Guidelines for Writing the Title and Abstract
The abstract and title are the portions of your submission that are printed in the conference program. Attendees will read these to decide which session to attend; therefore please accurately describe what attendees can expect at your session. Both should be considered thoughtfully, written concisely, and thoroughly proofread before submitting.
Writing an Effective Title
The program title is your first opportunity to invite the reader to your program. An effective title encourages the reader to review the abstract; a poorly written title can cause the reader to dismiss the proposal.
At a minimum, an effective title ...
- Introduces the subject matter
- Captures the interest of the reader
- Does not become a run-on sentence (keep it brief)
If appropriate, an effective title ...
- Identifies the scope, sequence and/or level of the program content
- Identifies specific group presenting
- Identifies potential target audience
Examples of Well Written Program Titles:
Why Do I Have to Take This Class??!
Advising as Teaching and Learning: Best Practices, Tools, and Tips
Applying the Glue that Holds Us Together: Building Trust Through Effective Advising Administration and Leadership
Helping High-Achieving Students Develop Parallel Plans
Writing an Effective Abstract
The abstract is a brief description of your presentation that provides the reader with an accurate picture of what the presentation will cover. The Abstract helps conference attendees choose between over 25 concurrent sessions. Well-written abstracts identify the purpose and intent of the program, are concise, organized and specific. Additionally, effective abstracts begin with the most important information or thought. Defining unfamiliar abbreviations and acronyms is helpful to the reader. One hundred thirty-five words is not much; you may want to save your research and theory for the actual presentation and use the 135 words to outline the presentation content.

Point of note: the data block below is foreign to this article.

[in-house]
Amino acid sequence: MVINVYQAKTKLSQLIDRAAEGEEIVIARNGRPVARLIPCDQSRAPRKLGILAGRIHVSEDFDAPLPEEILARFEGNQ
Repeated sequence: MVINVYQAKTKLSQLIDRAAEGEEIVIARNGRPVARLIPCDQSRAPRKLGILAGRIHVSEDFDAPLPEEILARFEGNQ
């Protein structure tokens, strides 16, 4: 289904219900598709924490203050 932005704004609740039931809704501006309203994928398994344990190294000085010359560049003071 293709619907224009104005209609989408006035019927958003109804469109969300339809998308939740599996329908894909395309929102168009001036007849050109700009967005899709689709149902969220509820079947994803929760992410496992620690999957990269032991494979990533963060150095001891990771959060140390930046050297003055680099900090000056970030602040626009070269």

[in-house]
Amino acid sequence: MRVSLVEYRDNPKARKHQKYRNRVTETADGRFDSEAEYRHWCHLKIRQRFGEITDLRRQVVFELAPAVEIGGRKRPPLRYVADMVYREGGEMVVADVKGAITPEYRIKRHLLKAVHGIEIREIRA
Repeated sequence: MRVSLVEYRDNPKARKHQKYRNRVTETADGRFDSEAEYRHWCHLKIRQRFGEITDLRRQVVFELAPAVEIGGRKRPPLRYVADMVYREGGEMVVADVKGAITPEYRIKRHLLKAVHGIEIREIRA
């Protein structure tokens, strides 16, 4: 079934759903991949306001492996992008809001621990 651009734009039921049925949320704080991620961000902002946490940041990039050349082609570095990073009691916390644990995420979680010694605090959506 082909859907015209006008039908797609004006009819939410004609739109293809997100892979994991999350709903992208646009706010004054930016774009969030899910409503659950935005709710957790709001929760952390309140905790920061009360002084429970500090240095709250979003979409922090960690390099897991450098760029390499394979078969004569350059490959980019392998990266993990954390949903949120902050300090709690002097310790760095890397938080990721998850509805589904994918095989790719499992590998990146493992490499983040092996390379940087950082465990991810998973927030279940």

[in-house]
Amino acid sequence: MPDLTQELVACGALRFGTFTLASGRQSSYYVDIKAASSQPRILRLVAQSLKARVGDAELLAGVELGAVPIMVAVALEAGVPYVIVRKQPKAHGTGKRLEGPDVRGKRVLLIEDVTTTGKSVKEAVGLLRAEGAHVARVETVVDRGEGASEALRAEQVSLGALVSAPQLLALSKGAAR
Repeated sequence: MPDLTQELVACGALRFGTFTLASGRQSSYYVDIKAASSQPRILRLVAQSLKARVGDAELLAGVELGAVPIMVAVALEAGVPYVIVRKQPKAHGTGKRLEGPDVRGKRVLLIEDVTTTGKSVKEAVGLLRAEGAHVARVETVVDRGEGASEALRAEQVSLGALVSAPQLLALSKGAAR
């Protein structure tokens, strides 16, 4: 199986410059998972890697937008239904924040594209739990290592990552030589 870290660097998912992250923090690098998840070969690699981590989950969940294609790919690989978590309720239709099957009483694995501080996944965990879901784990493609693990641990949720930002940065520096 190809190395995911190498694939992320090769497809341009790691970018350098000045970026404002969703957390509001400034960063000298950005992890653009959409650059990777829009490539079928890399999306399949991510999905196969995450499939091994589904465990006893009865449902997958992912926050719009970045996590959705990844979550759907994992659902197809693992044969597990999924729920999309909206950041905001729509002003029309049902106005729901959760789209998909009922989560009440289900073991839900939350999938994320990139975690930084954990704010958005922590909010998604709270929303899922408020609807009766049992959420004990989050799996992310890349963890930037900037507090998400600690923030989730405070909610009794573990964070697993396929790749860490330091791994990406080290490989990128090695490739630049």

At a minimum, an effective abstract...
- Captures the attention of the reader
- Adheres to the abstract submission guidelines (135 words, including title). *Please note that the abstract limit for preconference workshops is 250 words.
- Previews the content and what the attendee can learn
- Identifies the manner of audience involvement
- Clarifies the contribution of the topic to the field
- Alludes to the benefits of the program content
If appropriate, an effective abstract...
- Summarizes the content and activities of the presentation.
- Distinguishes the program format (e.g., group discussion).
- Clarifies special programs that may not be familiar to NACADA members.
- Designates the scope, sequence and/or level of the program content.
- Names the potential target audiences
Link to Well Written Abstracts: (Click here if you would like to read the abstracts)
- Why Do I Have to Take This Class??
- Advising as Teaching and Learning: Best Practices, Tools, and Tips
- Applying the Glue that Holds Us Together: Building Trust Through Effective Advising Administration and Leadership
- Helping High-Achieving Students Develop Parallel Plans